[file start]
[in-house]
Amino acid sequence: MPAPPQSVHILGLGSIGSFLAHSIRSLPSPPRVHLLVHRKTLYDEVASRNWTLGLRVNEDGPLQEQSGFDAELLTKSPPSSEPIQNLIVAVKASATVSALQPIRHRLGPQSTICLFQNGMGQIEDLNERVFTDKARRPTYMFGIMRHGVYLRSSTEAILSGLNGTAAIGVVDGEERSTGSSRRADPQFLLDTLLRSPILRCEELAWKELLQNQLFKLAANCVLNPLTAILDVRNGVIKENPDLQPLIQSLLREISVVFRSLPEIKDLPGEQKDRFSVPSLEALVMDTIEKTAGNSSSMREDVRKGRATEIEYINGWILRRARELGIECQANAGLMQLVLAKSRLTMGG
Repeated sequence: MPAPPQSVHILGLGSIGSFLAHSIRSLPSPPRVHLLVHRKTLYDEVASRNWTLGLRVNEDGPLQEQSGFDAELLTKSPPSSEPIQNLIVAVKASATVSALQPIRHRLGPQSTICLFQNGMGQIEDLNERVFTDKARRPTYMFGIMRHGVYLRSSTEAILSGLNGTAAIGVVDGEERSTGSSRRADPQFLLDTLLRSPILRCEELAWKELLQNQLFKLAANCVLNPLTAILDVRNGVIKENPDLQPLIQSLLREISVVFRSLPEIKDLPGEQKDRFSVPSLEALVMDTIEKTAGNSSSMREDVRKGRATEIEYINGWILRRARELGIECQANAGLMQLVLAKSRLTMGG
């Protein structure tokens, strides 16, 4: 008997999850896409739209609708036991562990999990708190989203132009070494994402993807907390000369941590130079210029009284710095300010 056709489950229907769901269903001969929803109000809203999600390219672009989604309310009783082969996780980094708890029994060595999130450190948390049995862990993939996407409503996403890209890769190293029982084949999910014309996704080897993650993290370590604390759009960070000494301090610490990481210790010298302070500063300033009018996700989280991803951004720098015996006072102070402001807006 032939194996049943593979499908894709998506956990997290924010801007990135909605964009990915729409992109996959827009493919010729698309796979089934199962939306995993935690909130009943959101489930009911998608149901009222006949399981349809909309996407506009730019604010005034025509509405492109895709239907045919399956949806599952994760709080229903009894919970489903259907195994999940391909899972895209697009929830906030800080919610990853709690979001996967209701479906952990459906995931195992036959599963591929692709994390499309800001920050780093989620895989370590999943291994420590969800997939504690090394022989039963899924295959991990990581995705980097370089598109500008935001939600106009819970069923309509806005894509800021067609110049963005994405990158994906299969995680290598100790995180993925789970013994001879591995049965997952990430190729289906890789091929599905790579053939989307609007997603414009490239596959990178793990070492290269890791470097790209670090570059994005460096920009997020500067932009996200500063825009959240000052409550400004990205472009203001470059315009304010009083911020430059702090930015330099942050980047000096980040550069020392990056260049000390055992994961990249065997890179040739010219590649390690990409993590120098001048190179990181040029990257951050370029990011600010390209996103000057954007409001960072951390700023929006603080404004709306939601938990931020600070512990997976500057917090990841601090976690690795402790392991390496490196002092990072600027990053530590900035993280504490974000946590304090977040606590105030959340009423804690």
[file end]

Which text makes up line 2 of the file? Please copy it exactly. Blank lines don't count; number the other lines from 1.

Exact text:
Amino acid sequence: MPAPPQSVHILGLGSIGSFLAHSIRSLPSPPRVHLLVHRKTLYDEVASRNWTLGLRVNEDGPLQEQSGFDAELLTKSPPSSEPIQNLIVAVKASATVSALQPIRHRLGPQSTICLFQNGMGQIEDLNERVFTDKARRPTYMFGIMRHGVYLRSSTEAILSGLNGTAAIGVVDGEERSTGSSRRADPQFLLDTLLRSPILRCEELAWKELLQNQLFKLAANCVLNPLTAILDVRNGVIKENPDLQPLIQSLLREISVVFRSLPEIKDLPGEQKDRFSVPSLEALVMDTIEKTAGNSSSMREDVRKGRATEIEYINGWILRRARELGIECQANAGLMQLVLAKSRLTMGG